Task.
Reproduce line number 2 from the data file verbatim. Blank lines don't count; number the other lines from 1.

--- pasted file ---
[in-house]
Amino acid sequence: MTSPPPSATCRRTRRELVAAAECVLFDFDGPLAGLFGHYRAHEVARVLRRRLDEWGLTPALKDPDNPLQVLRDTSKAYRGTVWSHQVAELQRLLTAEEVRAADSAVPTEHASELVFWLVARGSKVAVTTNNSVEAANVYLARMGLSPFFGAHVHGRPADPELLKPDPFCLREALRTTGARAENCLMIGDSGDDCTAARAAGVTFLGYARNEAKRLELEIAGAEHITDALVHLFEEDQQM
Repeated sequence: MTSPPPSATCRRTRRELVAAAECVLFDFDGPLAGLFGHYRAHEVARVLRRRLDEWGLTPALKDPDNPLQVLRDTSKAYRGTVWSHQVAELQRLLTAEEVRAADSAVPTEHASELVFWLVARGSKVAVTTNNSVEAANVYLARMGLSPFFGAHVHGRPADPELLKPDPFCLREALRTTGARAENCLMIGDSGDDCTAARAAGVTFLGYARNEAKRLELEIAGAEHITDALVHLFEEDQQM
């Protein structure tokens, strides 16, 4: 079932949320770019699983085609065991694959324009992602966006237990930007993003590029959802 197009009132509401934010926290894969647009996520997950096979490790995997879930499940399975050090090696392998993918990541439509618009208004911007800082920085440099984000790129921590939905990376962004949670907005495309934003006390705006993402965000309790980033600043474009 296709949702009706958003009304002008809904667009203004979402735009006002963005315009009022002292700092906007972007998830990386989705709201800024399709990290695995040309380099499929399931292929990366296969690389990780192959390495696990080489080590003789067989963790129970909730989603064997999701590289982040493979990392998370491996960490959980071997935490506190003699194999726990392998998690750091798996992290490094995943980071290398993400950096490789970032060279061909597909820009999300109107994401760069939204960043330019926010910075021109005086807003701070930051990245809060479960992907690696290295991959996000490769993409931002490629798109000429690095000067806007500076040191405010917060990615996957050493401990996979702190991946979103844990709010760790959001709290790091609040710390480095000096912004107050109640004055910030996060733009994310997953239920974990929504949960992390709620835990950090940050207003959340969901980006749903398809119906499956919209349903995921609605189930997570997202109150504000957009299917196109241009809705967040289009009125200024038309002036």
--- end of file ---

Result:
Amino acid sequence: MTSPPPSATCRRTRRELVAAAECVLFDFDGPLAGLFGHYRAHEVARVLRRRLDEWGLTPALKDPDNPLQVLRDTSKAYRGTVWSHQVAELQRLLTAEEVRAADSAVPTEHASELVFWLVARGSKVAVTTNNSVEAANVYLARMGLSPFFGAHVHGRPADPELLKPDPFCLREALRTTGARAENCLMIGDSGDDCTAARAAGVTFLGYARNEAKRLELEIAGAEHITDALVHLFEEDQQM